So you have been enjoying the summer here in the northeast. Memorial Day, Mother’s Day, Father’s Day and Fourth of July BBQs have been aiding in your weight gain. Here are some tips on how to burn those extra calories FAST!
Interval Training: It’s not as complicated as you might think. Interval training is simply alternating bursts of intense activity with intervals of lighter activity.
There are many ways to train using intervals:
- Walk: If you’re in good shape, you might incorporate short bursts of jogging into your regular brisk walks. If you’re less fit, you might alternate leisurely walking with periods of faster walking. For example, if you’re walking outdoors, you could walk faster between certain mailboxes, trees, or other landmarks.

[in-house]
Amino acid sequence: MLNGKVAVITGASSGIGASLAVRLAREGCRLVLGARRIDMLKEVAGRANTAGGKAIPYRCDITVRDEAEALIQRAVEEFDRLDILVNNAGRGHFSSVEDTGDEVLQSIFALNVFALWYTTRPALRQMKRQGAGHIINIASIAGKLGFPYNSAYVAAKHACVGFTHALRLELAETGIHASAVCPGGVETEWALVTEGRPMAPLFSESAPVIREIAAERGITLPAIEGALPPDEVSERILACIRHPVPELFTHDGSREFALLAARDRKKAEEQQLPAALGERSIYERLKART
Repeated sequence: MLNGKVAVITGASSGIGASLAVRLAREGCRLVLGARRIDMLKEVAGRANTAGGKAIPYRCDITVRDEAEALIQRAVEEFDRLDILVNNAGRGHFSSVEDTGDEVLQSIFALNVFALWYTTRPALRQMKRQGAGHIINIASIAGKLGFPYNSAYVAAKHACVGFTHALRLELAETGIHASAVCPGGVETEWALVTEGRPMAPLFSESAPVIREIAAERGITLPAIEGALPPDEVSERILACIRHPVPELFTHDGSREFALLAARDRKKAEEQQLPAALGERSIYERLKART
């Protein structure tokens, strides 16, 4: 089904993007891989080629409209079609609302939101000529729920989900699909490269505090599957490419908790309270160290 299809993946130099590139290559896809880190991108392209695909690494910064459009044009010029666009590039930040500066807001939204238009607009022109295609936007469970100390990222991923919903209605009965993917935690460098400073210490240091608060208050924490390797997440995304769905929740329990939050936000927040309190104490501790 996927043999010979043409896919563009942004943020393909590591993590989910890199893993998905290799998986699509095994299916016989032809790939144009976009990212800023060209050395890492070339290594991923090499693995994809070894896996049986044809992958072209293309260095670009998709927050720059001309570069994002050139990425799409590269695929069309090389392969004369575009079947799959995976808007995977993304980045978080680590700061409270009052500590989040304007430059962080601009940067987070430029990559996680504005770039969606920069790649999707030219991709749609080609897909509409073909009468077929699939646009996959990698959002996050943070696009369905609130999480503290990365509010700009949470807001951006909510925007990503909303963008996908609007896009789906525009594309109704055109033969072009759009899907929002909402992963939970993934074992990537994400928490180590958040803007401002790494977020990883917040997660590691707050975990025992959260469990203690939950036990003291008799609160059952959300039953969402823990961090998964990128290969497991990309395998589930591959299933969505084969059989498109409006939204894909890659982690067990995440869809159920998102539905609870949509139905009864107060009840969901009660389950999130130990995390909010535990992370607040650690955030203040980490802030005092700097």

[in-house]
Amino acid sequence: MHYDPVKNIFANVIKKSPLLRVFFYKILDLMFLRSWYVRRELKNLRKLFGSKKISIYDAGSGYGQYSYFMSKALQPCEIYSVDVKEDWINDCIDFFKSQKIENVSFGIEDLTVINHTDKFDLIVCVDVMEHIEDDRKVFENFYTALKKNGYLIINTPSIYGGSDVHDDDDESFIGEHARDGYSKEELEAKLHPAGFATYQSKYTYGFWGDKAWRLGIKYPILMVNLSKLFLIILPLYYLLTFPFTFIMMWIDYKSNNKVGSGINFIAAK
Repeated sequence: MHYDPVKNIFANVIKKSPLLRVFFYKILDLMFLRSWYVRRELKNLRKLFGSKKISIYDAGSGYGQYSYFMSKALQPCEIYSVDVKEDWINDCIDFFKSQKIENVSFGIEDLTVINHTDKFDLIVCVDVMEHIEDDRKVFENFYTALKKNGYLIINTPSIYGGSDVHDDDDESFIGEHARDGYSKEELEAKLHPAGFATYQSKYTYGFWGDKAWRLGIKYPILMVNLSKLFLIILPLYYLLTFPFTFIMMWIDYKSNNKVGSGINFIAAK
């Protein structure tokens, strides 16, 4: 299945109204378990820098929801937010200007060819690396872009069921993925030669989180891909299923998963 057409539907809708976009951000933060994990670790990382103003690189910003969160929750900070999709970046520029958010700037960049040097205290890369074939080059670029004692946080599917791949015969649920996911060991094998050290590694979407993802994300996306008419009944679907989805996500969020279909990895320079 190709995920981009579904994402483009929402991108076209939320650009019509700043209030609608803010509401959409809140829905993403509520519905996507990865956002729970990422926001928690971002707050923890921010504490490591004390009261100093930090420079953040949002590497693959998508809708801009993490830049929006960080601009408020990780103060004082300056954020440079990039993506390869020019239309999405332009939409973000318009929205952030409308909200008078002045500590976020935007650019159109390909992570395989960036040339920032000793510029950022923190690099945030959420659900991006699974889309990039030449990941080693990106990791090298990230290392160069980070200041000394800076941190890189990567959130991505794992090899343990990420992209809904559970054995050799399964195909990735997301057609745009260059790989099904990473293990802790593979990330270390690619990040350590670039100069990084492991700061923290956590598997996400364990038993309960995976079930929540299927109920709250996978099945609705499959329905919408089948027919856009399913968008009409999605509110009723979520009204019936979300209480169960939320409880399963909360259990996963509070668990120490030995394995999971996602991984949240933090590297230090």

- Cycle: Cycling is a low-impact form of cardiovascular exercise. Interval cycling is performed by alternating your speed back and forth from high to low. Start your workouts with a light five-minute warm-up to slowly raise your core body temperature and to loosen up your body. After you have done that, pedal as fast as you can for 20 seconds, then pedal at a moderate pace for 40 seconds. Repeat this sequence for the rest of your workout. These time frames are only examples. You can pedal as long or short as you want; just make sure your low-intensity bouts are twice as long as your high intensity bursts. When you first start doing interval cycling, it is a good idea to start out with shorter time frames until your body adapts.